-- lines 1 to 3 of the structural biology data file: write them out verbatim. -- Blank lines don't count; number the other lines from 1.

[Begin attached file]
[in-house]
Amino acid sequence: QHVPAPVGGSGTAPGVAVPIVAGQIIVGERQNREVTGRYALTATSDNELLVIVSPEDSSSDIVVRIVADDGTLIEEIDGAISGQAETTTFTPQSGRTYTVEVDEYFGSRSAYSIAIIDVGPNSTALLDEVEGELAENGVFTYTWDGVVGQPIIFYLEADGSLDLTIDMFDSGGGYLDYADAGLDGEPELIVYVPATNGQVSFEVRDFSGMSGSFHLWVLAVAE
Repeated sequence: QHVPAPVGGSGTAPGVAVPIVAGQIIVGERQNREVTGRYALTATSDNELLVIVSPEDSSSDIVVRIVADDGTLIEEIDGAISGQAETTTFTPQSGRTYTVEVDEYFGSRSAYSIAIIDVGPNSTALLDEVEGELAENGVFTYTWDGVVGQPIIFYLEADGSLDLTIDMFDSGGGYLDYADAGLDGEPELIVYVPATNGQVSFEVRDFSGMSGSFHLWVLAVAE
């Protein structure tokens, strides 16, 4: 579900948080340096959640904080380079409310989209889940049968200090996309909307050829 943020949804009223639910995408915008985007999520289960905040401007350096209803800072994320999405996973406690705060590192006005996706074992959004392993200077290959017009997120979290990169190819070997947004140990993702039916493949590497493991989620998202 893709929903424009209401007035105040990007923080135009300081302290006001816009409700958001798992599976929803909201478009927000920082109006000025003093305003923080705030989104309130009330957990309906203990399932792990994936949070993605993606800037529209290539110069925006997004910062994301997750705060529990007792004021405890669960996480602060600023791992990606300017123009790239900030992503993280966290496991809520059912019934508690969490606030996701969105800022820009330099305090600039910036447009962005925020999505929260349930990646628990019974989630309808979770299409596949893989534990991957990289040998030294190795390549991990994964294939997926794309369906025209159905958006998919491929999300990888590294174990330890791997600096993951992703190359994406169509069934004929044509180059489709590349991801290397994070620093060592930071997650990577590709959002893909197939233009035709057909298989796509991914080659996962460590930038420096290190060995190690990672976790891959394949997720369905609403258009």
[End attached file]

[in-house]
Amino acid sequence: QHVPAPVGGSGTAPGVAVPIVAGQIIVGERQNREVTGRYALTATSDNELLVIVSPEDSSSDIVVRIVADDGTLIEEIDGAISGQAETTTFTPQSGRTYTVEVDEYFGSRSAYSIAIIDVGPNSTALLDEVEGELAENGVFTYTWDGVVGQPIIFYLEADGSLDLTIDMFDSGGGYLDYADAGLDGEPELIVYVPATNGQVSFEVRDFSGMSGSFHLWVLAVAE
Repeated sequence: QHVPAPVGGSGTAPGVAVPIVAGQIIVGERQNREVTGRYALTATSDNELLVIVSPEDSSSDIVVRIVADDGTLIEEIDGAISGQAETTTFTPQSGRTYTVEVDEYFGSRSAYSIAIIDVGPNSTALLDEVEGELAENGVFTYTWDGVVGQPIIFYLEADGSLDLTIDMFDSGGGYLDYADAGLDGEPELIVYVPATNGQVSFEVRDFSGMSGSFHLWVLAVAE